Carlos Correa (Jeffrey Becker / USA Today)

Why have baseball players and their union fought the salary cap for so long? The news you woke up to on Wednesday morning is one of many reasons why. The Mets almost certainly couldn’t sign Correa this winter in a cap system. Another Steinbrenner could never spend again, period.

Steinbrenner’s son, Yankees president Hal, has been more secretive about his spending than either his father or Cohen. After a press conference for Aaron Judge on Wednesday, he said he had no regrets about voting for Cohen to become owner.

“I don’t think I ever regretted voting for any owner,” Steinbrenner said.

When a reporter told Steinbrenner that Cohen’s overnight deal with Correa had “amplified” the Judge’s announcement, Steinbrenner looked amused.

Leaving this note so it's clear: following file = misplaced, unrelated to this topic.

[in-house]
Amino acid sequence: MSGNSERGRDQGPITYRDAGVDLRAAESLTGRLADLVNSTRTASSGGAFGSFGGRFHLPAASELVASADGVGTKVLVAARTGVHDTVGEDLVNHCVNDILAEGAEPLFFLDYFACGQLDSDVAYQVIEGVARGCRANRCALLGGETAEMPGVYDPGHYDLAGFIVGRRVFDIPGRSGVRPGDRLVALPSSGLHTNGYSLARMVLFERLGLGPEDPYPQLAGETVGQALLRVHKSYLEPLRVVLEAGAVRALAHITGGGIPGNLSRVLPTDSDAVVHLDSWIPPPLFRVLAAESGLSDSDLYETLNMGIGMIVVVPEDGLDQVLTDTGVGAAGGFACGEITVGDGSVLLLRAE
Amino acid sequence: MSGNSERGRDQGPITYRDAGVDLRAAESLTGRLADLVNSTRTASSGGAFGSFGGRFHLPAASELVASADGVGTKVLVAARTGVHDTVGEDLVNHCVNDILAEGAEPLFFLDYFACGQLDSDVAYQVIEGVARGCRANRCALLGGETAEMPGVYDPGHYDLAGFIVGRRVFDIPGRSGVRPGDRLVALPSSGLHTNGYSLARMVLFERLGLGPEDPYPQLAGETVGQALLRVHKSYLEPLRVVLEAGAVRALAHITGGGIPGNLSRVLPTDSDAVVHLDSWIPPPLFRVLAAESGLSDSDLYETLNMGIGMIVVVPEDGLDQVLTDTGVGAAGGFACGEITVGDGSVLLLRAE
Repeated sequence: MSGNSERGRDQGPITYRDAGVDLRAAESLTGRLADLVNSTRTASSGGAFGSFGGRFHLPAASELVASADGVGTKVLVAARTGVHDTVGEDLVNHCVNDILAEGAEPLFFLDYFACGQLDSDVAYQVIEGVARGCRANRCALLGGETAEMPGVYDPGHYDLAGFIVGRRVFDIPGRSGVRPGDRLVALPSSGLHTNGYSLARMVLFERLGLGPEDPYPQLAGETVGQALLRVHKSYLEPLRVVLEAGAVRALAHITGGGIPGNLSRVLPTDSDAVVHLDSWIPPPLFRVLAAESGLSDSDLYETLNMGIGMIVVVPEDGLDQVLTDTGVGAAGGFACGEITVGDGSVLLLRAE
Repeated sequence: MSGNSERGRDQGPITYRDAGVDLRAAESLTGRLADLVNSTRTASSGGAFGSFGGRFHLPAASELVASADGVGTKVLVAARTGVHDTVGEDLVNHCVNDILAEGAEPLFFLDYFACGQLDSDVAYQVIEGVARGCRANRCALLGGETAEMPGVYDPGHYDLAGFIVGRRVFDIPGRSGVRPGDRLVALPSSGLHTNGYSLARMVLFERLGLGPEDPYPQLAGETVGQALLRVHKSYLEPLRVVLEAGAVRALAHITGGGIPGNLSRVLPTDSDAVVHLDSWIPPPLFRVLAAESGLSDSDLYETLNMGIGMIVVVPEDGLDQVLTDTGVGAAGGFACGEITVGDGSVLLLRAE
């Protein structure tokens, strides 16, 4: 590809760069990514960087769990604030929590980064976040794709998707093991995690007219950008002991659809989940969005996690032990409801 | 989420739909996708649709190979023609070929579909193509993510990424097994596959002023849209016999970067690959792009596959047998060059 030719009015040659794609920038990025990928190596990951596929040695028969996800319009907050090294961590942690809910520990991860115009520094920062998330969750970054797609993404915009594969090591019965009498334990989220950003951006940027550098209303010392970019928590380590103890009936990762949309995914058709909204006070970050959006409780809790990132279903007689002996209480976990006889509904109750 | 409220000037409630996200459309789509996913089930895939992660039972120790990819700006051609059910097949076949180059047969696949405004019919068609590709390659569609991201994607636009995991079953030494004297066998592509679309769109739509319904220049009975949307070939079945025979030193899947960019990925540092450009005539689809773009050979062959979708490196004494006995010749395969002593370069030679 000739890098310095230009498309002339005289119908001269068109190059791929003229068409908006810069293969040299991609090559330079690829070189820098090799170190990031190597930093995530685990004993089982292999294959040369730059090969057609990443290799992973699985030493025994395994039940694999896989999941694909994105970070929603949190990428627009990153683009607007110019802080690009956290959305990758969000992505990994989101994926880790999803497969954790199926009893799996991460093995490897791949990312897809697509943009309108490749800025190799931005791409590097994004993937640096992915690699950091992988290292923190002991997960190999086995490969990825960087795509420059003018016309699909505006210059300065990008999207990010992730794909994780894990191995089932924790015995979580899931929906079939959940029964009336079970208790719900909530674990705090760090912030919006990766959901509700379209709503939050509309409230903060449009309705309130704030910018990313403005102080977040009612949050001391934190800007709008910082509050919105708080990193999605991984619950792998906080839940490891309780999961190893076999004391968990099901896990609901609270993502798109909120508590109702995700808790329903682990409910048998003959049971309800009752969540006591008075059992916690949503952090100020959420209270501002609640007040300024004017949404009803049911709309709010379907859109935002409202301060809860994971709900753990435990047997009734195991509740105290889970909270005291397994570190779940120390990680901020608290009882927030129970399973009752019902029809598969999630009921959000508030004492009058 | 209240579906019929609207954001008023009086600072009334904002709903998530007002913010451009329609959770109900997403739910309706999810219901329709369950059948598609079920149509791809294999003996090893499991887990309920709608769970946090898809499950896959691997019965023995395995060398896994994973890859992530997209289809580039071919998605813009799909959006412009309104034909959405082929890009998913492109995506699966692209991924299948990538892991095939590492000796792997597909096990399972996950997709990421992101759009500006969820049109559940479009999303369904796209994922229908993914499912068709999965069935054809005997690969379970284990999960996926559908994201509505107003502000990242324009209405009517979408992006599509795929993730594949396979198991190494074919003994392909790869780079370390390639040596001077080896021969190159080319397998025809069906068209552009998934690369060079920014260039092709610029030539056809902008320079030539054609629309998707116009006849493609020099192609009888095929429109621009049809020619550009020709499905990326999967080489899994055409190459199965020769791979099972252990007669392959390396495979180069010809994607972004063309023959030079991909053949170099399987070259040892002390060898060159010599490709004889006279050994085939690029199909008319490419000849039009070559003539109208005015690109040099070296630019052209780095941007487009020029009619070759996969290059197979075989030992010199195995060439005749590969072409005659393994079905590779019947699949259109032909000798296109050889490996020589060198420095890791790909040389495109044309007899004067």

“That sounds ugly: bigfoot, what does that mean?” he said. “This does not bother me. Look, Steve has put together a great team. We also have a great team. So it doesn’t bother me. The moment is what it is. I’m focused on today.”

Steinbrenner generally praised the Mets, calling it “phenomenal” for the city and rivalry to have two great baseball teams.

There is no guarantee of a Mets victory, of course. As another expensive Cohen pick, Justin Verlander, noted Tuesday, “the playoffs are a crapshoot.” But the Mets’ winter is arguably a boon for the sport. They’re creating a lot of new stuff, and perhaps more importantly for an entertainment company, they’re creating a storyline: the Evil Empire reinvented. Baseball thrives when there is theater, and teams that try to come together create drama.

“David and Goliath,” Yankees general manager Brian Cashman said on Wednesday. “I think everything is good for storytelling. They’re trying to put together a team that can’t be beat, and that their competitors will try to beat.